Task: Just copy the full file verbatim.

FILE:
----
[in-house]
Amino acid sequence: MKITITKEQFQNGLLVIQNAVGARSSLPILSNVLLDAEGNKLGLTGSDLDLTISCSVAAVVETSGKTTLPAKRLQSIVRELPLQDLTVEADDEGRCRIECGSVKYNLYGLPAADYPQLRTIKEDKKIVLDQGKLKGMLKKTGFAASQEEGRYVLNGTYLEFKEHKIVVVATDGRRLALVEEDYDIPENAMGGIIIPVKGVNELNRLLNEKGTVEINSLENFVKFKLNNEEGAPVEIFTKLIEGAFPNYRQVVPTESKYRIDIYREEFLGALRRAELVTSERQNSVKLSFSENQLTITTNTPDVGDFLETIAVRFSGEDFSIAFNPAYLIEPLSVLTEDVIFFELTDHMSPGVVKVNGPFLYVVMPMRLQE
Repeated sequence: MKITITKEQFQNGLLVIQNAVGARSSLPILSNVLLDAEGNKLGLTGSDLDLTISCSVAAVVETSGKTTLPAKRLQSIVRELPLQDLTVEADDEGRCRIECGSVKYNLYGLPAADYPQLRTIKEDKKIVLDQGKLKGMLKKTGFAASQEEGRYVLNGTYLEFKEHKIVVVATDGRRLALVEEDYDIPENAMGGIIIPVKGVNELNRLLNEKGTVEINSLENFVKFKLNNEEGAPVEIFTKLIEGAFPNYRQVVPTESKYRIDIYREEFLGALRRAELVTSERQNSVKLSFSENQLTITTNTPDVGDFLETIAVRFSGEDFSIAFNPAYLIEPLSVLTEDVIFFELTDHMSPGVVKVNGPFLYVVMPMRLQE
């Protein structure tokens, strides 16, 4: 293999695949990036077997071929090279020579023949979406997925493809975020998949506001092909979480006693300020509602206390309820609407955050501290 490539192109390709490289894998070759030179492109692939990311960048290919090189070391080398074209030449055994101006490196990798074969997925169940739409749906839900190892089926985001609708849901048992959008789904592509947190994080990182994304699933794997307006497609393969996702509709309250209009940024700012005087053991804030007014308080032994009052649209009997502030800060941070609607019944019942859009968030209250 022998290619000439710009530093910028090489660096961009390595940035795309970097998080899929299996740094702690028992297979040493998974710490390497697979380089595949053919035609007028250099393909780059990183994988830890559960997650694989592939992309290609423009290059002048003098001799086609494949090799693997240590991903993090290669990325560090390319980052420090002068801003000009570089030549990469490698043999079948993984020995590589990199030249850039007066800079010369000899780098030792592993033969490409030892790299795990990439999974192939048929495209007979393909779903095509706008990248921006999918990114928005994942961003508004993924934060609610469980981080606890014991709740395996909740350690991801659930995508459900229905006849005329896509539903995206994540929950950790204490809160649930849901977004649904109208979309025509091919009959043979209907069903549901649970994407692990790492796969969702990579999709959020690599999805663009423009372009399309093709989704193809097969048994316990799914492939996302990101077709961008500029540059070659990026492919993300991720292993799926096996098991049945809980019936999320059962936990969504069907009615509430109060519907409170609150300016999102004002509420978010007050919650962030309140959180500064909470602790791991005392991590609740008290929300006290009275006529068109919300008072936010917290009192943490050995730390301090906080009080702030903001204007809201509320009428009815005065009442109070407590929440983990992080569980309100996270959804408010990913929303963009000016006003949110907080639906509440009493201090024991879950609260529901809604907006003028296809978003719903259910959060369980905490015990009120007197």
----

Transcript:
[in-house]
Amino acid sequence: MKITITKEQFQNGLLVIQNAVGARSSLPILSNVLLDAEGNKLGLTGSDLDLTISCSVAAVVETSGKTTLPAKRLQSIVRELPLQDLTVEADDEGRCRIECGSVKYNLYGLPAADYPQLRTIKEDKKIVLDQGKLKGMLKKTGFAASQEEGRYVLNGTYLEFKEHKIVVVATDGRRLALVEEDYDIPENAMGGIIIPVKGVNELNRLLNEKGTVEINSLENFVKFKLNNEEGAPVEIFTKLIEGAFPNYRQVVPTESKYRIDIYREEFLGALRRAELVTSERQNSVKLSFSENQLTITTNTPDVGDFLETIAVRFSGEDFSIAFNPAYLIEPLSVLTEDVIFFELTDHMSPGVVKVNGPFLYVVMPMRLQE
Repeated sequence: MKITITKEQFQNGLLVIQNAVGARSSLPILSNVLLDAEGNKLGLTGSDLDLTISCSVAAVVETSGKTTLPAKRLQSIVRELPLQDLTVEADDEGRCRIECGSVKYNLYGLPAADYPQLRTIKEDKKIVLDQGKLKGMLKKTGFAASQEEGRYVLNGTYLEFKEHKIVVVATDGRRLALVEEDYDIPENAMGGIIIPVKGVNELNRLLNEKGTVEINSLENFVKFKLNNEEGAPVEIFTKLIEGAFPNYRQVVPTESKYRIDIYREEFLGALRRAELVTSERQNSVKLSFSENQLTITTNTPDVGDFLETIAVRFSGEDFSIAFNPAYLIEPLSVLTEDVIFFELTDHMSPGVVKVNGPFLYVVMPMRLQE
């Protein structure tokens, strides 16, 4: 293999695949990036077997071929090279020579023949979406997925493809975020998949506001092909979480006693300020509602206390309820609407955050501290 490539192109390709490289894998070759030179492109692939990311960048290919090189070391080398074209030449055994101006490196990798074969997925169940739409749906839900190892089926985001609708849901048992959008789904592509947190994080990182994304699933794997307006497609393969996702509709309250209009940024700012005087053991804030007014308080032994009052649209009997502030800060941070609607019944019942859009968030209250 022998290619000439710009530093910028090489660096961009390595940035795309970097998080899929299996740094702690028992297979040493998974710490390497697979380089595949053919035609007028250099393909780059990183994988830890559960997650694989592939992309290609423009290059002048003098001799086609494949090799693997240590991903993090290669990325560090390319980052420090002068801003000009570089030549990469490698043999079948993984020995590589990199030249850039007066800079010369000899780098030792592993033969490409030892790299795990990439999974192939048929495209007979393909779903095509706008990248921006999918990114928005994942961003508004993924934060609610469980981080606890014991709740395996909740350690991801659930995508459900229905006849005329896509539903995206994540929950950790204490809160649930849901977004649904109208979309025509091919009959043979209907069903549901649970994407692990790492796969969702990579999709959020690599999805663009423009372009399309093709989704193809097969048994316990799914492939996302990101077709961008500029540059070659990026492919993300991720292993799926096996098991049945809980019936999320059962936990969504069907009615509430109060519907409170609150300016999102004002509420978010007050919650962030309140959180500064909470602790791991005392991590609740008290929300006290009275006529068109919300008072936010917290009192943490050995730390301090906080009080702030903001204007809201509320009428009815005065009442109070407590929440983990992080569980309100996270959804408010990913929303963009000016006003949110907080639906509440009493201090024991879950609260529901809604907006003028296809978003719903259910959060369980905490015990009120007197």